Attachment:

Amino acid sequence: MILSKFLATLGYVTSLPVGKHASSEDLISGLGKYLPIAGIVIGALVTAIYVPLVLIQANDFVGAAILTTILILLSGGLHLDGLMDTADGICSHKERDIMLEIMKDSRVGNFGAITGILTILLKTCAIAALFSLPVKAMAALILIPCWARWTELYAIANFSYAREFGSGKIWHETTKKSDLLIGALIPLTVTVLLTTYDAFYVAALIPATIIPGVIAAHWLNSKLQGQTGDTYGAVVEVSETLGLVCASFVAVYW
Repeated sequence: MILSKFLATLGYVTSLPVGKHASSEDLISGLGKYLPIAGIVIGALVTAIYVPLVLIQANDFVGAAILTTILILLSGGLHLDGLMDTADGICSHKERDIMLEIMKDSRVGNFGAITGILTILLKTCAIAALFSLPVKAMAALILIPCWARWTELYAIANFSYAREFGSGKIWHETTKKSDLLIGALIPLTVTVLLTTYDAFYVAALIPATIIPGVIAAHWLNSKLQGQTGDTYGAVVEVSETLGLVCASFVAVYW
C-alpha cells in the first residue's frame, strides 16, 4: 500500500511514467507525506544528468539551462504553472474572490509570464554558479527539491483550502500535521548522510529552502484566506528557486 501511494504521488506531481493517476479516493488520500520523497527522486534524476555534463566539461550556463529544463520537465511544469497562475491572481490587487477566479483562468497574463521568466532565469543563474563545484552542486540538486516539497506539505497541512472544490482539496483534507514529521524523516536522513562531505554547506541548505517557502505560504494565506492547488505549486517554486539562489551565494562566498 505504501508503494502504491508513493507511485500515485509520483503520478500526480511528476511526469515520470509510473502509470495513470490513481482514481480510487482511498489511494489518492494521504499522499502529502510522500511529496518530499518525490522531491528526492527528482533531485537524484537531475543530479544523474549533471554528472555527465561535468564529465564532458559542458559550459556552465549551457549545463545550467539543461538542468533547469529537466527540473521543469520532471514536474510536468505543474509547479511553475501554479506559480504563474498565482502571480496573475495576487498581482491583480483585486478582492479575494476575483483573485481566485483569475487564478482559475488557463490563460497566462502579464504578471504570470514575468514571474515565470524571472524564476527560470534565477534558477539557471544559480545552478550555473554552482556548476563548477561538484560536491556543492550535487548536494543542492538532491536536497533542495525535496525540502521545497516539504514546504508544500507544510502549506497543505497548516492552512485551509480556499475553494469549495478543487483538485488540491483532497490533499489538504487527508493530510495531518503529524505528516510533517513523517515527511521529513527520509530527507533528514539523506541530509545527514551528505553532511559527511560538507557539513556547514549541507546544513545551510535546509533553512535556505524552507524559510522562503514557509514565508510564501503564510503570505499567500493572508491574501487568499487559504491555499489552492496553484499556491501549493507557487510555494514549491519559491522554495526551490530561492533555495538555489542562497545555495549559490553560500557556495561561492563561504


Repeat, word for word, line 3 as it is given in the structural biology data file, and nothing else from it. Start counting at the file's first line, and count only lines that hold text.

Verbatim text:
C-alpha cells in the first residue's frame, strides 16, 4: 500500500511514467507525506544528468539551462504553472474572490509570464554558479527539491483550502500535521548522510529552502484566506528557486 501511494504521488506531481493517476479516493488520500520523497527522486534524476555534463566539461550556463529544463520537465511544469497562475491572481490587487477566479483562468497574463521568466532565469543563474563545484552542486540538486516539497506539505497541512472544490482539496483534507514529521524523516536522513562531505554547506541548505517557502505560504494565506492547488505549486517554486539562489551565494562566498 505504501508503494502504491508513493507511485500515485509520483503520478500526480511528476511526469515520470509510473502509470495513470490513481482514481480510487482511498489511494489518492494521504499522499502529502510522500511529496518530499518525490522531491528526492527528482533531485537524484537531475543530479544523474549533471554528472555527465561535468564529465564532458559542458559550459556552465549551457549545463545550467539543461538542468533547469529537466527540473521543469520532471514536474510536468505543474509547479511553475501554479506559480504563474498565482502571480496573475495576487498581482491583480483585486478582492479575494476575483483573485481566485483569475487564478482559475488557463490563460497566462502579464504578471504570470514575468514571474515565470524571472524564476527560470534565477534558477539557471544559480545552478550555473554552482556548476563548477561538484560536491556543492550535487548536494543542492538532491536536497533542495525535496525540502521545497516539504514546504508544500507544510502549506497543505497548516492552512485551509480556499475553494469549495478543487483538485488540491483532497490533499489538504487527508493530510495531518503529524505528516510533517513523517515527511521529513527520509530527507533528514539523506541530509545527514551528505553532511559527511560538507557539513556547514549541507546544513545551510535546509533553512535556505524552507524559510522562503514557509514565508510564501503564510503570505499567500493572508491574501487568499487559504491555499489552492496553484499556491501549493507557487510555494514549491519559491522554495526551490530561492533555495538555489542562497545555495549559490553560500557556495561561492563561504